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Data classification best practices: Techniques, methods and projects
This article is part of the March 2009 issue of Information Security magazine
The process of data classification is not something that comes naturally to us. So why even bother to do it at all? Because it just makes no sense to treat all information as if it has the same security significance (or integrity significance or availability significance). Without making a conscious decision to perform different levels of control on different types of data, you inevitably either treat all data as if it were nuclear waste, carefully securing it to such a degree that nobody can get any work done, or apply no controls whatsoever, ensuring that proprietary and regulated data will get into the wrong hands. A data classification model is a mechanism to optimize the level of security effort, maintaining the maximum possible flexibility while ensuring a proportionate level of control for sensitive data. But how do we do choose a model that is practical and useful? What data classification best practices should we follow? Given that classification is a practice we borrowed directly from military organizations, it's ...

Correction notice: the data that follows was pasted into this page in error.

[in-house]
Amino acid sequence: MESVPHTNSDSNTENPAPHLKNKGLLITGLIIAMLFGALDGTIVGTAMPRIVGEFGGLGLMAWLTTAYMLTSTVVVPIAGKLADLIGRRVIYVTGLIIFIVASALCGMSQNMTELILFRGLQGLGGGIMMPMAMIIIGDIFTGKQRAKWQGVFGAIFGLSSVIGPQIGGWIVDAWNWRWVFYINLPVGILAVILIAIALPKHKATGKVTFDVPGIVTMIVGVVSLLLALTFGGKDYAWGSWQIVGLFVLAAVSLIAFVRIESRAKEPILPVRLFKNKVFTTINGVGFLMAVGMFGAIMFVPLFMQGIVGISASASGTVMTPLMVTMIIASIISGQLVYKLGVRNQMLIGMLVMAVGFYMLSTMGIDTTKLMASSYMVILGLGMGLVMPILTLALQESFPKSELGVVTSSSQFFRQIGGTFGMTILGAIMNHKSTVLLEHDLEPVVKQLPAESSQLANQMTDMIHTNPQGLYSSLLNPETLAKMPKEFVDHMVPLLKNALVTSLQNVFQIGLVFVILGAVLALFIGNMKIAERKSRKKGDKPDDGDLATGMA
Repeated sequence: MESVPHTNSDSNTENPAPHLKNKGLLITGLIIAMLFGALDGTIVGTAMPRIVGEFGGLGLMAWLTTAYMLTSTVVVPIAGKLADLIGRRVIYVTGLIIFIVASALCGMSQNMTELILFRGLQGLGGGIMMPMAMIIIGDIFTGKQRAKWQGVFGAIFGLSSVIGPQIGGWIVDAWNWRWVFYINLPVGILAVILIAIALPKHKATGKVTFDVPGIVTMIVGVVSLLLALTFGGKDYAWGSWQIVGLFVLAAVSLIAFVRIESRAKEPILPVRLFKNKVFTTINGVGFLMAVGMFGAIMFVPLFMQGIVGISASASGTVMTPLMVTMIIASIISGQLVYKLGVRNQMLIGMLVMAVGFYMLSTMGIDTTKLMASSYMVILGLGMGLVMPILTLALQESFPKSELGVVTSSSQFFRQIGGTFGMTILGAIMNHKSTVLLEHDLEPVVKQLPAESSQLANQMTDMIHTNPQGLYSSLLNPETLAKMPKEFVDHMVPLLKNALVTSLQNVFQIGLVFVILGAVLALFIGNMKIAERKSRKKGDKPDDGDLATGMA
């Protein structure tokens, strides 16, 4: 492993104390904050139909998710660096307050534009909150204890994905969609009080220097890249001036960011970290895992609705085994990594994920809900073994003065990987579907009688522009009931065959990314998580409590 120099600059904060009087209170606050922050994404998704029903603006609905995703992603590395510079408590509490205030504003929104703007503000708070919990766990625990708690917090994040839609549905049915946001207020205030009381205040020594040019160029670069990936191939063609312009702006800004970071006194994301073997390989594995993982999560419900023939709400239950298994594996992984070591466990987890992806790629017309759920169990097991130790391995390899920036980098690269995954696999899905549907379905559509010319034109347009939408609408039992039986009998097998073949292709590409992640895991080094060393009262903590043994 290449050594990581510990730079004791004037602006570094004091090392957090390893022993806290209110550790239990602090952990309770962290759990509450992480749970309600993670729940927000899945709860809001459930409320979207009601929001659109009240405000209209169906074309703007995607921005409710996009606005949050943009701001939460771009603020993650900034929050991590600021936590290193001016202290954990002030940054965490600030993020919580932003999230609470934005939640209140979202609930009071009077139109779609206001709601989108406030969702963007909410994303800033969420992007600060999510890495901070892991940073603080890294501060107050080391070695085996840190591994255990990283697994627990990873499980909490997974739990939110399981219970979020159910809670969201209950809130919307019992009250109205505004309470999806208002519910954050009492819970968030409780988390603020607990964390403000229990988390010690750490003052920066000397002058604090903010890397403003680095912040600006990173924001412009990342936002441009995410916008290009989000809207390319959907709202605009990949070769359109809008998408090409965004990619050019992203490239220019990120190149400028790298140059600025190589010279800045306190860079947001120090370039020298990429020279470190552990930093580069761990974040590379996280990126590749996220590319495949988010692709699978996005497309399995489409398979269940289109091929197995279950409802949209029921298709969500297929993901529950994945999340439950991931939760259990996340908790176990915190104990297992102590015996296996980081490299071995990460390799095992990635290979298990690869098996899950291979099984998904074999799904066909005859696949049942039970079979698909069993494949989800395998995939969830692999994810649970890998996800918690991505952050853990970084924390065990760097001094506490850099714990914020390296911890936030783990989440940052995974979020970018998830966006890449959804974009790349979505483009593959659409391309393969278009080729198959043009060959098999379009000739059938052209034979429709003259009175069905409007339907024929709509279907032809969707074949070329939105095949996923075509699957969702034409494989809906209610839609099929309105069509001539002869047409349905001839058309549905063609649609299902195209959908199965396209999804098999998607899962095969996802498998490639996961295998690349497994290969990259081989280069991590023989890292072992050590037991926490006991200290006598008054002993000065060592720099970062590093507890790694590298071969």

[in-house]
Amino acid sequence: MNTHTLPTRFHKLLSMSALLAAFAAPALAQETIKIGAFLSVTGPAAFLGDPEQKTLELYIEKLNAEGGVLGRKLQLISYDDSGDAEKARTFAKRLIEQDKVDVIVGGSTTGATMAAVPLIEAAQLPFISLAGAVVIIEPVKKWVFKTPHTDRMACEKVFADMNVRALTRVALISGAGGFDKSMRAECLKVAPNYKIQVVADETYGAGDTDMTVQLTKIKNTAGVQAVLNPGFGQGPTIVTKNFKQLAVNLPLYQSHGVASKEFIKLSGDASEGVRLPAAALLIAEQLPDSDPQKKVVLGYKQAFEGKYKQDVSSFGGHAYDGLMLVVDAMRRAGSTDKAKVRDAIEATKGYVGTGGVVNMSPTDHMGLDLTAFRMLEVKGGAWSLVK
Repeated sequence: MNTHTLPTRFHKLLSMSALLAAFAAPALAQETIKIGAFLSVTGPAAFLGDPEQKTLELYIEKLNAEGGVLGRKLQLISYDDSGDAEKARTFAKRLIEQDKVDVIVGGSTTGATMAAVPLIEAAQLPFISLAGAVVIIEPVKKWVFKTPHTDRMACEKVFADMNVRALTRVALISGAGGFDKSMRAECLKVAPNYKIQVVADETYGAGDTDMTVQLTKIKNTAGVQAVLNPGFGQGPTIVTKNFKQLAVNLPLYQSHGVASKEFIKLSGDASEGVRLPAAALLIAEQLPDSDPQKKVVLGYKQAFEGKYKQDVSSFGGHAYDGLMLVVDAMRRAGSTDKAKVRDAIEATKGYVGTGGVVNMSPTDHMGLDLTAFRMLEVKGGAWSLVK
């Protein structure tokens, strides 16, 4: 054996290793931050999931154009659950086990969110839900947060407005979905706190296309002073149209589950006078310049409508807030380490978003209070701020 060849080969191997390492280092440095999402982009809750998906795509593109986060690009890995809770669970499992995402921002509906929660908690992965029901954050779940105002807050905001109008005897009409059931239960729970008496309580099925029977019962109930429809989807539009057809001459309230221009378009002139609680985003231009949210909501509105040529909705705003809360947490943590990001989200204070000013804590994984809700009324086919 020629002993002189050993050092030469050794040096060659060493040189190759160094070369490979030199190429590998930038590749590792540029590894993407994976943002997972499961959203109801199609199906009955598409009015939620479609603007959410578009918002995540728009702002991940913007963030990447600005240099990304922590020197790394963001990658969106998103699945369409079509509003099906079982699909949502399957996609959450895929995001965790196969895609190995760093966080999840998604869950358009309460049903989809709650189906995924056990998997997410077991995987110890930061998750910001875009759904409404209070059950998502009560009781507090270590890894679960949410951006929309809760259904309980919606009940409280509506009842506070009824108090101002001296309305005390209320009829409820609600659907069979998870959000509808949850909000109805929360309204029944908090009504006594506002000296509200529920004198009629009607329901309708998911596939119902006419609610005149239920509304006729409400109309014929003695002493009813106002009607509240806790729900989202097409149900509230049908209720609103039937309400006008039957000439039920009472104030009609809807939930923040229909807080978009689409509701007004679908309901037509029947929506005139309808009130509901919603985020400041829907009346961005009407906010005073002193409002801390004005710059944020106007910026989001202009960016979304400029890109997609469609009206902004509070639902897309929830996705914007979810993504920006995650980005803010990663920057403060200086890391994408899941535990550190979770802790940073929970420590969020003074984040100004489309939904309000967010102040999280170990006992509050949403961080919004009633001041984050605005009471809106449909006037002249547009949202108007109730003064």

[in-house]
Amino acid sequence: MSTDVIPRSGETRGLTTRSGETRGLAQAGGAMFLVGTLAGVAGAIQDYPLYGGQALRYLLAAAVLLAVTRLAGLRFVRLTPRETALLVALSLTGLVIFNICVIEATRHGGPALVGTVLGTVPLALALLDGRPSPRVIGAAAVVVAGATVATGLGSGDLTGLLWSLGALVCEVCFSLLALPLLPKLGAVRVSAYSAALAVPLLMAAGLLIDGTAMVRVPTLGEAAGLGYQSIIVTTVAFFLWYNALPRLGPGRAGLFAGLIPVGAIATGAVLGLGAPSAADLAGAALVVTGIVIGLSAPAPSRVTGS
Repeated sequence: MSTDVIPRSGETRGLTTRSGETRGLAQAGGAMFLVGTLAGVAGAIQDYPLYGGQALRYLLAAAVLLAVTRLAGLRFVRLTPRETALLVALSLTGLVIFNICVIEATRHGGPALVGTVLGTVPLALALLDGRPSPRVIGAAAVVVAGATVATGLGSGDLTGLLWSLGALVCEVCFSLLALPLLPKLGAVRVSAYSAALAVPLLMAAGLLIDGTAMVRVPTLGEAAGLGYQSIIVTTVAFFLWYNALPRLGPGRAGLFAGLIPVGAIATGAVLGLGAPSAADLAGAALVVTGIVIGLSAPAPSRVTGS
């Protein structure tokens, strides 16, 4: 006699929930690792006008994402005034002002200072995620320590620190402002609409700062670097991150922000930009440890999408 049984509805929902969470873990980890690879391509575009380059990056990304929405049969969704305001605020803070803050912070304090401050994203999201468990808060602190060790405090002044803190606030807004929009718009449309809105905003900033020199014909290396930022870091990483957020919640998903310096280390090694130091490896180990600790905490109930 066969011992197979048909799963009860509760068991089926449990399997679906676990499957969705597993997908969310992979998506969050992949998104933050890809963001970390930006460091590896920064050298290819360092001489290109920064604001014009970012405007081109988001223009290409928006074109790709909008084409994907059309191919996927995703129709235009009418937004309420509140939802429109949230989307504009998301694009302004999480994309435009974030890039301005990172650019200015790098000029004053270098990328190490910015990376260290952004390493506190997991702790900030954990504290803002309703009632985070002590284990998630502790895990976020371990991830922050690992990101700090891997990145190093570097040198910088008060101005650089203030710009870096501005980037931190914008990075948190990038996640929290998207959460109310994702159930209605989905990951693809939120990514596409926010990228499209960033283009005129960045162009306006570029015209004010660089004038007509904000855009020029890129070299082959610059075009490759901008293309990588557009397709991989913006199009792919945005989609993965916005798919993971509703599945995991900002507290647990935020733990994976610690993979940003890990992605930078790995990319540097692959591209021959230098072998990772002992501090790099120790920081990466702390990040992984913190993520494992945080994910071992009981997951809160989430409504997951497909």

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Columns in this issue
The Obama Administration is conducting a review of the government's cybersecurity policies and process. We should be encouraged that security could move beyond the useless paper exercise it is today
As enterprises outsource more services and share data, they must be vigilant about the security of third parties.
Effective data classification in the enterprise requires a simple approach.